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# Association Rule Mining

## • Given a set of transactions, find rules that will predict

the occurrence of an item based on the occurrences of
other items in the transaction

Example of Association
Rules

TID Item
{Diaper} → {Beer},

not causality!

## Transaction data set can be represented in binary form.

Issues regarding Assoc. Rule
Mining
• 1. discovering patterns from large
transaction data set can be computationally
expensive.

## • 2. Some of the discovered patterns are not

meaningful, b’coz they happen just by
chance.
Definition: Frequent Itemset
• Itemset

TID
– A collection of one or more items
– k-itemset
• An itemset that contains k items
• Support count (σ )
– Frequency of occurrence of an

1
itemset
•Support
-Fraction of transactions
– E.g. σ ({Milk, Bread,Diaper}) = 2 that contain an itemset
Diaper}) = 2/5

•Frequent Itemset

2
An itemset whose
support is greater than
or equal to a minsup
threshold
Definition: Association Rule
• Association Rule

TID
– An implication expression of the form X
→ Y, where X and Y are disjoint itemsets,
i.e. X Y=Ø 
– Example:
{Milk, Diaper} → {Beer}

1
• Rule Evaluation Metrics Example:
– Support (s) {Milk , Diaper } ⇒ Beer
• Fraction of transactions that contain both
X and Y σ (Milk , Diaper, Beer) 2
s= = = 0.4
– Confidence (c) |T| 5
• Measures how often items in Y σ (Milk, Diaper, Beer) 2
c= = = 0.67

2
appear in transactions that
contain X σ (Milk, Diaper) 3
Why use Support and Confidence?
• A rule having low support may occur by chance.
• It can be uninteresting as far as business
interests are concerned.
• So support is used to eliminate such rules.
• Confidence measures the reliability of the
X Y, higher confidence indicates the higher
possibility for Y to be present where X is
present in a transaction.

5
• Given a set of transactions T, the goal of association rule
mining is to find all rules having
– support ≥ minsup threshold
– confidence ≥ minconf threshold
• Brute-force approach:
– List all possible association rules
– Compute the support and confidence for each rule
– Prune rules that fail the minsup and minconf thresholds
⇒ Computationally prohibitive!

6
Mining Association Rules
Example of Rules:

TID Items
{Milk,Diaper} → {Beer} (s=0.4, c=0.67)
{Milk,Beer} → {Diaper} (s=0.4, c=1.0)
{Diaper,Beer} → {Milk} (s=0.4, c=0.67)
{Beer} → {Milk,Diaper} (s=0.4, c=0.67)
{Diaper} → {Milk,Beer} (s=0.4, c=0.5)
{Milk} → {Diaper,Beer} (s=0.4, c=0.5)

Observations:
• All the above rules are binary partitions of the same itemset:
{Milk, Diaper, Beer}
• Rules originating from the same itemset have identical support but
can have different confidence
• Thus, we may decouple the support and confidence requirements
Mining Association Rules
• Two-step approach:
1. Frequent Itemset Generation
– Generate all itemsets whose support ≥ minsup
1. Rule Generation
– Generate high confidence rules from each frequent itemset,
where each rule is a binary partitioning of a frequent itemset

## • Frequent itemset generation is still computationally

expensive
Frequent Itemset Generation
null

A B C D E

AB AC AD AE BC BD BE CD CE DE

ABC ABD ABE ACD ACE ADE BCD BCE BDE CDE

## Given d items, there

are 2d possible
ABCDE candidate itemsets
Frequent Itemset Generation
• Brute-force approach:
– Each itemset in the lattice is a candidate frequent itemset
– Count the support of each candidate by scanning the
database

Transactions List of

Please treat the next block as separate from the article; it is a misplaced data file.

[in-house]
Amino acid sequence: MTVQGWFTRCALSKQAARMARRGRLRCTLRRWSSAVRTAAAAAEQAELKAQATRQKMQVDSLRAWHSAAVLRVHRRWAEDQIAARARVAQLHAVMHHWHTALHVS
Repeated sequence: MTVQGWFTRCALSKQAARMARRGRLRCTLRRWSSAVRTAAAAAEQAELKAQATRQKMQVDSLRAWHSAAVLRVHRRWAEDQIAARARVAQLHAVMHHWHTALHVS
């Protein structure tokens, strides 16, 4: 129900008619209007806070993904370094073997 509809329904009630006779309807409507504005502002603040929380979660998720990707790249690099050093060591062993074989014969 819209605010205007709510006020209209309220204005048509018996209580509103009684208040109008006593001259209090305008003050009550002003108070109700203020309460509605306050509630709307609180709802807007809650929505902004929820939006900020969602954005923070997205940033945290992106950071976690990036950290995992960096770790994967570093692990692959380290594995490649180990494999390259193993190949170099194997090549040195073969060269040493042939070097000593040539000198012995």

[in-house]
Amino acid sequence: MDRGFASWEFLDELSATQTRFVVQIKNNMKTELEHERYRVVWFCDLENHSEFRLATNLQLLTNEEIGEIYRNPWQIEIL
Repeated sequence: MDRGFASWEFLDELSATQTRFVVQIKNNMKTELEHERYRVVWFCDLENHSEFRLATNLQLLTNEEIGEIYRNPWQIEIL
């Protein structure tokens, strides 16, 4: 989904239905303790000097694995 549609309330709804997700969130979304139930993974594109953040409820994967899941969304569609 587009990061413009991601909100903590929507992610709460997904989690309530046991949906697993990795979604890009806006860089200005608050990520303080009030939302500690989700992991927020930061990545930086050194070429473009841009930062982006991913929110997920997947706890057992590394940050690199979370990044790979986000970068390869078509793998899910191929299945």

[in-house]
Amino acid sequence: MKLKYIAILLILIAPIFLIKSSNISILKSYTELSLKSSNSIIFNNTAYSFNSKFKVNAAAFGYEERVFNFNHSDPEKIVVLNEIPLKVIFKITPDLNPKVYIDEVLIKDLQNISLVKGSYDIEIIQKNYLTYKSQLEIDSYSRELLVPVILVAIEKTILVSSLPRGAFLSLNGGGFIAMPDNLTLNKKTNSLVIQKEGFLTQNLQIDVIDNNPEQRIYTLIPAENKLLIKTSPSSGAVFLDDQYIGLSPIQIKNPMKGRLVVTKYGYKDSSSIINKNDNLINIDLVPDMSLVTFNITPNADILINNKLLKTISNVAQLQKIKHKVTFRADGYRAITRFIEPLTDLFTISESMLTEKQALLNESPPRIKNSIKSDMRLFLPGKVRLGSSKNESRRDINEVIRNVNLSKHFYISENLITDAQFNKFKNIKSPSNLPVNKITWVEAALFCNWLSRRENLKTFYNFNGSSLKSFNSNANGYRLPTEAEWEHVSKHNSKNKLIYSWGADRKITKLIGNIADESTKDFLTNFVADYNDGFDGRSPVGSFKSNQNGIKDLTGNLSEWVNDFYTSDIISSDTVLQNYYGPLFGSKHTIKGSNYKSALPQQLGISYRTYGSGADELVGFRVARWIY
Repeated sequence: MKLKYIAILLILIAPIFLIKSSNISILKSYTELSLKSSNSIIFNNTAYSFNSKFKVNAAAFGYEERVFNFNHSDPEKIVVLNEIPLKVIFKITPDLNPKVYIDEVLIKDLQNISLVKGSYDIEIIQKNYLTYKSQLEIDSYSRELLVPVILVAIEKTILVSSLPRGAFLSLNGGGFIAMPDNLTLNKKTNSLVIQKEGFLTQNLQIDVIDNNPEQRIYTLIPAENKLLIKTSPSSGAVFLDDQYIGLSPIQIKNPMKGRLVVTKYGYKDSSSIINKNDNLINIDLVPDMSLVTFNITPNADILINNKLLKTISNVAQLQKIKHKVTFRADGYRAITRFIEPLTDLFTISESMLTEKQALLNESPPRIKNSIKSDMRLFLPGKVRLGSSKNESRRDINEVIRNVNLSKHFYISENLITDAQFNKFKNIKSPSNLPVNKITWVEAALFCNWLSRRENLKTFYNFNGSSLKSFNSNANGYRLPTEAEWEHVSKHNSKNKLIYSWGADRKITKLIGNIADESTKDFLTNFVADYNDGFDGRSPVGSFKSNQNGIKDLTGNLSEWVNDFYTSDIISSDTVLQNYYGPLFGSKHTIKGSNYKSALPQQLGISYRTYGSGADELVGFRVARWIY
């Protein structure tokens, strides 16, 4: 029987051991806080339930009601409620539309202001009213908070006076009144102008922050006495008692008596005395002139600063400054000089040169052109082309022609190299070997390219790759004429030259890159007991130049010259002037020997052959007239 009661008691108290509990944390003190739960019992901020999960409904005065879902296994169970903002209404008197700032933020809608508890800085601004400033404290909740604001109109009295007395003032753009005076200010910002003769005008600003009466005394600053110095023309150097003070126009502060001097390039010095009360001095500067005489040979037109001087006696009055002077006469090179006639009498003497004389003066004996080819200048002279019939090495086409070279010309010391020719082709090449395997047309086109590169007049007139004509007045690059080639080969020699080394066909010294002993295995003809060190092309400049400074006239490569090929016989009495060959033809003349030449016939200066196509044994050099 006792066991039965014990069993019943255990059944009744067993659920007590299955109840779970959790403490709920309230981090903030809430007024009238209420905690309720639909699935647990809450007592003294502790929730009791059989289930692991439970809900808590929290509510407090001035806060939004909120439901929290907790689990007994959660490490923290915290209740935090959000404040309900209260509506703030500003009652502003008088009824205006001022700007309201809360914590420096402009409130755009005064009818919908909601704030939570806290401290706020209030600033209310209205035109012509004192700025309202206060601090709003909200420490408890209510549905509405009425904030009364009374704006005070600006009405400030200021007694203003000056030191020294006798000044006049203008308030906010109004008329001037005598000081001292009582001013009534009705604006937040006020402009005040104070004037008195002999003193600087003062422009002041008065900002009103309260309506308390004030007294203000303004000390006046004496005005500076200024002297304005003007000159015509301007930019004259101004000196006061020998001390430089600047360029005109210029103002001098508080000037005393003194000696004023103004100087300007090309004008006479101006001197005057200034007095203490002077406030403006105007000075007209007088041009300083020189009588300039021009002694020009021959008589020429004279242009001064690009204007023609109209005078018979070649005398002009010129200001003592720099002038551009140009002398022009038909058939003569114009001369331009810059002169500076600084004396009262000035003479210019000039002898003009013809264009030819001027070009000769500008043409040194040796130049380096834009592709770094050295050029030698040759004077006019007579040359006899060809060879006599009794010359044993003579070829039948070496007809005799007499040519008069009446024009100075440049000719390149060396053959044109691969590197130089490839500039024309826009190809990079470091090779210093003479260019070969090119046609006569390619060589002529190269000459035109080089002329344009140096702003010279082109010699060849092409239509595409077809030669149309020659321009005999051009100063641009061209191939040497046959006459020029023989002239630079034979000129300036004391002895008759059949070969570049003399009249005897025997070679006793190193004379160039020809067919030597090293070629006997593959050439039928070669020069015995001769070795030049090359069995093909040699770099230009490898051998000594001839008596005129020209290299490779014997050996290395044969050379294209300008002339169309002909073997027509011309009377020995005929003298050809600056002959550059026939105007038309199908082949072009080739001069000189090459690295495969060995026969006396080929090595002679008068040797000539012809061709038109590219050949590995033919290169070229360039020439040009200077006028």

Candidates
TID Items
N 3 Milk, Diaper, Beer, Coke
– Match each
5 transaction against
Diaper, Cokecandidate
w
Computational Complexity
• Given d unique items:
– Total number of itemsets = 2d
– Total number of possible association rules:

 d   d − k 
R = ∑   × ∑  
d −1 d −k

 k   j 
k =1 j =1

= 3 − 2 +1
d d +1

## If d=6, R = 602 rules

Frequent Itemset Generation Strategies
• Reduce the number of candidates (M)
– Apriori principle is effectively used to eliminate some
candidate itemsets without counting their support
count.
• Reduce the number of transactions (N)

## • Reduce the number of comparisons (NM)

– Use efficient data structures to store the candidates or
transactions
– No need to match every candidate against every
transaction.
Reducing Number of Candidates
• Apriori principle:
– If an itemset is frequent, then all of its subsets must also
be frequent.
– Suppose {c,d,e} is a frequent itemset
– Then any transaction that contains {c,d,e} must also
contain its subsets like {c,d},{c,e}, {d,e}, {c}, {d}, {e}.
– So, if {c,d,e} is frequent , then all its subsets must also
be frequent.
Conversely, if
an itemset say
{a,b} is
infrequent ,
then all its
supersets will
be infrequent.

This strategy of
trimming the
search space
based on
support
measure is
called
SUPPORT-
BASED
PRUNING
• Apriori principle holds due to the following property of the support
measure:

∀X , Y : ( X ⊆ Y ) ⇒ s( X ) ≥ s(Y )
– Support of an itemset never exceeds the support of its subsets
– This is known as the anti-monotone property of support
Illustrating Apriori Principle
Frequent itemset generation
Item Count Items (Candidate 1-itemsets)
Coke 2
Milk 4 Itemset Count Pairs (Candidate 2-itemsets
Diaper 4 {Bread,Beer} 2 (No need to generate
Eggs 1
{Milk,Beer} 2 or Eggs)
{Milk,Diaper} 3
{Beer,Diaper} 3
Minimum Support = 3
Triplets (3-itemsets)

## If every subset is considered, Itemset Count

6
C1 + 6C2 + 6C3 = 41 {Bread,Milk,Diaper} 3
With support-based pruning,
6 + 6 + 1 = 13
Apriori Algorithm
• Method:
– Let k=1
– Generate frequent itemsets of length 1
– Repeat until no new frequent itemsets are identified
• Generate length (k+1) candidate itemsets from length k
frequent itemsets
• Prune candidate itemsets containing subsets of length k that
are infrequent
• Count the support of each candidate by scanning the DB
• Eliminate candidates that are infrequent, leaving only those
that are frequent